This Week in PowerBites: Spotlight on Optocouplers

This article is part of the This week in PowerBites Series

Welcome to the optocoupler-ology department of ED

Simple, (mostly) reliable, and based on decades-old technologies, we often take the optocoupler for granted, despite the vital role it plays in many power applications. But we ignore these devices at our peril as they continue to evolve to meet more stringent requirements, including safety, emanating from advanced battery systems, motor drives and other power conversion systems.

Since these indispensable workhorses are sometimes overlooked in favor of more glamorous power technology, we’re devoting this issue of PowerBites to some recent developments in optocouplers and their alternatives.

Optocoupler Longevity 101: Würth White Paper Offers Actionable Insights into Design for Reliability

If your designs involve optocouplers, this is probably worth downloading Würth Electronics application note on the factors that can degrade the performance of these devices and reduce their reliability. Application Note ANO006, titled “Optocoupler Lifetime”, begins with an introduction to the basic features and functionality of the devices. Then it dives into electromigration, dislocation nucleation and growth, metal diffusion, and several other failure mechanisms that attack their innards.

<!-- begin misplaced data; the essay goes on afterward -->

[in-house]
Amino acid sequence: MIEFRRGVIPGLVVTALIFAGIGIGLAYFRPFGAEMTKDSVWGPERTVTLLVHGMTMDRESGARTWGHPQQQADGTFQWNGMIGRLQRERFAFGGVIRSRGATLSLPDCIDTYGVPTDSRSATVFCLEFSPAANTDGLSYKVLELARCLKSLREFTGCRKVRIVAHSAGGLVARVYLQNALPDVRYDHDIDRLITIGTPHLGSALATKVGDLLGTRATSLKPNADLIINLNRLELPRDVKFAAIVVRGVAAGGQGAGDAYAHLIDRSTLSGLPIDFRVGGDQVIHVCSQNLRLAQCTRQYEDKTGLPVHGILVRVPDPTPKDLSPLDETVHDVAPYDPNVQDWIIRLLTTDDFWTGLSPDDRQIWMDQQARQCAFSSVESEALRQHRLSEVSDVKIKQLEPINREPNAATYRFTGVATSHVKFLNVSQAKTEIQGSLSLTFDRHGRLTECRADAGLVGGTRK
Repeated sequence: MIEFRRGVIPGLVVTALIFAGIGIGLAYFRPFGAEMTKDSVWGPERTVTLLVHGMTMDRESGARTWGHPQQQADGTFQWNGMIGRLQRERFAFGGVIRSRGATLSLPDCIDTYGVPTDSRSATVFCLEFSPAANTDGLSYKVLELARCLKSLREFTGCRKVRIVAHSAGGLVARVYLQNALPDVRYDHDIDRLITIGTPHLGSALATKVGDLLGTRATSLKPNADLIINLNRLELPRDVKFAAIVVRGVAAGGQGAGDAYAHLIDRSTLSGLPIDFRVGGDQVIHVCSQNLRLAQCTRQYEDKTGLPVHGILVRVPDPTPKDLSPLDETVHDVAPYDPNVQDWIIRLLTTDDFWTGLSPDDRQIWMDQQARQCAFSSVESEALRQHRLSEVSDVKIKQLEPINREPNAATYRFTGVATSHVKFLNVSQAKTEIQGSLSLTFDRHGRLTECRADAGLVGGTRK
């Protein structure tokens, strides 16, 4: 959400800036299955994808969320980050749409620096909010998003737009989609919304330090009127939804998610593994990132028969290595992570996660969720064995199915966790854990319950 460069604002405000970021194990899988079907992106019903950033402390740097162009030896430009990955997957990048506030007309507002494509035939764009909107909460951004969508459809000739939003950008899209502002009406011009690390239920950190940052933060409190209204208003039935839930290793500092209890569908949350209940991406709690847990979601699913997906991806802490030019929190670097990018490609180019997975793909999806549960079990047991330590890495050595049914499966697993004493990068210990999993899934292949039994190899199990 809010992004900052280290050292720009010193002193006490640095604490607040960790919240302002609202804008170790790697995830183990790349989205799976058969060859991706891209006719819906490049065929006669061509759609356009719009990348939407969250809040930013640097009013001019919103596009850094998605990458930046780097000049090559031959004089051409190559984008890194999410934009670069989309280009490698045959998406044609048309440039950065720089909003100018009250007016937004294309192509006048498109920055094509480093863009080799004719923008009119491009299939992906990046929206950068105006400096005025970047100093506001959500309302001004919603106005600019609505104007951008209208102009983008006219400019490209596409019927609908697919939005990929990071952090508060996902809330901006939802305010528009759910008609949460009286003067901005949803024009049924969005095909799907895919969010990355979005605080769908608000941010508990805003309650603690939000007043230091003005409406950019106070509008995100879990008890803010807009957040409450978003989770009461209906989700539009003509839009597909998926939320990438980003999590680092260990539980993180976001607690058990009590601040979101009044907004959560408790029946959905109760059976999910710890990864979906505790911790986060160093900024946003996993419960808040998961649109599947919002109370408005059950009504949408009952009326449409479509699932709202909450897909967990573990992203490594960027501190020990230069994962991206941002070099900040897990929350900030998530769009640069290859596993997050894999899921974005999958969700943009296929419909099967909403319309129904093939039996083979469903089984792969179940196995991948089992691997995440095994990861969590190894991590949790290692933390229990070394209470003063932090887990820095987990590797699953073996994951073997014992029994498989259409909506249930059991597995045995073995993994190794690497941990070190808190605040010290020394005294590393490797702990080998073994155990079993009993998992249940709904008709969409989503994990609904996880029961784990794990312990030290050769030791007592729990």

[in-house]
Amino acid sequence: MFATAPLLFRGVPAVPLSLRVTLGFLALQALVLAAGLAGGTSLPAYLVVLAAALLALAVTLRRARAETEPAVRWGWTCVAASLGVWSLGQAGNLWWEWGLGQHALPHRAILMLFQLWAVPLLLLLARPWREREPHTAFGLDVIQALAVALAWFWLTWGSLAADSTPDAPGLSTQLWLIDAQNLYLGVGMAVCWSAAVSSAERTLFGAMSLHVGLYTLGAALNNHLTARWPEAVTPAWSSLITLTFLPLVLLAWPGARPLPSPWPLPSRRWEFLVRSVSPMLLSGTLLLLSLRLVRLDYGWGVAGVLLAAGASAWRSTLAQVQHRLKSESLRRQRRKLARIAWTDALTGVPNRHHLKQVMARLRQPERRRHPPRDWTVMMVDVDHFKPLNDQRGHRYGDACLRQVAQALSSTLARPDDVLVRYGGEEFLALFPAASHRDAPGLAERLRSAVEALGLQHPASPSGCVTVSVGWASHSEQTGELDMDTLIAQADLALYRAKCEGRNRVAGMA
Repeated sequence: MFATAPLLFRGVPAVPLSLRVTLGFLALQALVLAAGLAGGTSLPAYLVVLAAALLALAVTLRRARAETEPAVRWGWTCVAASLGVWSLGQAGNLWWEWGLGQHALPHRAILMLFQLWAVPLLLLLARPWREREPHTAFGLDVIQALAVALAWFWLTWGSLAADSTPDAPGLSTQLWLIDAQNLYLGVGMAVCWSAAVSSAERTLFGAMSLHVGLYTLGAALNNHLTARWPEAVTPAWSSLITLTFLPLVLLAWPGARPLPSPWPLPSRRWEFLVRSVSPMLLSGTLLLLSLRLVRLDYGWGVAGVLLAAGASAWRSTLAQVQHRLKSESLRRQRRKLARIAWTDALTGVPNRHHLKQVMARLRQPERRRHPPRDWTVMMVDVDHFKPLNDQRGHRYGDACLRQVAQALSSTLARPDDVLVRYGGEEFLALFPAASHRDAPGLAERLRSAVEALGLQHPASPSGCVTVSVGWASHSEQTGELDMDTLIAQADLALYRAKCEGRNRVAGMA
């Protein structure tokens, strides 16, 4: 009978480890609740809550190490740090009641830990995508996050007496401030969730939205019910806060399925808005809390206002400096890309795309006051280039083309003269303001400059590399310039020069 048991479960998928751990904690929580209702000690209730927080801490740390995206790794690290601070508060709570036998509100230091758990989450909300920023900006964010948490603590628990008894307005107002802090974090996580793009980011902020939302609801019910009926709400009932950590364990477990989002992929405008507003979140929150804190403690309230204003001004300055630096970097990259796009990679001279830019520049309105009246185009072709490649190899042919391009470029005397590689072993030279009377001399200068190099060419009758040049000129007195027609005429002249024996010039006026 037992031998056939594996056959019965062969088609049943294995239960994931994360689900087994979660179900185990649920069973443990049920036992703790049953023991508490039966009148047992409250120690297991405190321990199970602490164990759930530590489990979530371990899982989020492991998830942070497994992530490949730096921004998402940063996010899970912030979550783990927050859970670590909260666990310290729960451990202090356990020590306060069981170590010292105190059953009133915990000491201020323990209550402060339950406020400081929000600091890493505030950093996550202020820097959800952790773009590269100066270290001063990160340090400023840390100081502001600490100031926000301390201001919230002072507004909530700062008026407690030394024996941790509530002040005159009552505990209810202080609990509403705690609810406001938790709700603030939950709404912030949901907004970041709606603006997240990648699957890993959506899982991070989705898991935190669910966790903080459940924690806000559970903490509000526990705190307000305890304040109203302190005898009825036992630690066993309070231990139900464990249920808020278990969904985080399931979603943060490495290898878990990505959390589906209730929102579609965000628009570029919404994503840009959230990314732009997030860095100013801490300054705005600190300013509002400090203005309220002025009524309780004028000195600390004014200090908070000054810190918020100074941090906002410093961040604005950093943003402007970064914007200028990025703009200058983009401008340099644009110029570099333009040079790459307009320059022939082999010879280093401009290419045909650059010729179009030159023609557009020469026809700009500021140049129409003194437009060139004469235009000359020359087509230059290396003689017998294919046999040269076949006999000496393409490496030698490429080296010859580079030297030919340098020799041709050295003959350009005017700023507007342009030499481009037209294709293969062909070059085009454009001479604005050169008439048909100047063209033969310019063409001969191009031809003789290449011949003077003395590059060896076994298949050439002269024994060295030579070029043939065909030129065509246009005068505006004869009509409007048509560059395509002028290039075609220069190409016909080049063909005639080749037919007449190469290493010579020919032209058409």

The article explores each failure mechanism, but focuses on electromigration, as it is the single most important factor in the slow decline of a device’s LED light output. This includes detailed models of the effects of electromigration on LED performance and reliability, based on a formula for calculating Mean Time Between Failures (MTBF) due to electromigration, originally derived by J. Black in 1969 and Würth’s extensive accelerated life tests. The analysis is followed by several practical design guidelines that can significantly extend the life of an optocoupler.

Although the resulting analysis and guidelines were developed using data obtained from accelerated aging tests of 14081614xxx/14081714xxx series of optocouplers, the information it provides can be applied to almost all optocouplers on the market, regardless of manufacturer. Click here to download your copy (.pdf format) of application note ANO006.

Toshiba’s low-profile optocouplers deliver high peak output currents

Two compact optocouplers introduced by Toshiba Electronics are designed specifically for applications requiring high reliability and high peak output currents. Housed in a slim SO6L package (10.0 × 3.84 × 2.3 mm), the TLP5705H and TLP5702H are well suited to serve as isolated gate drivers for small to medium capacity IGBTs/MOSFETs in industrial equipment. Applications range from inverters and servo motors to photovoltaic (PV) inverters and uninterruptible power supplies (UPS).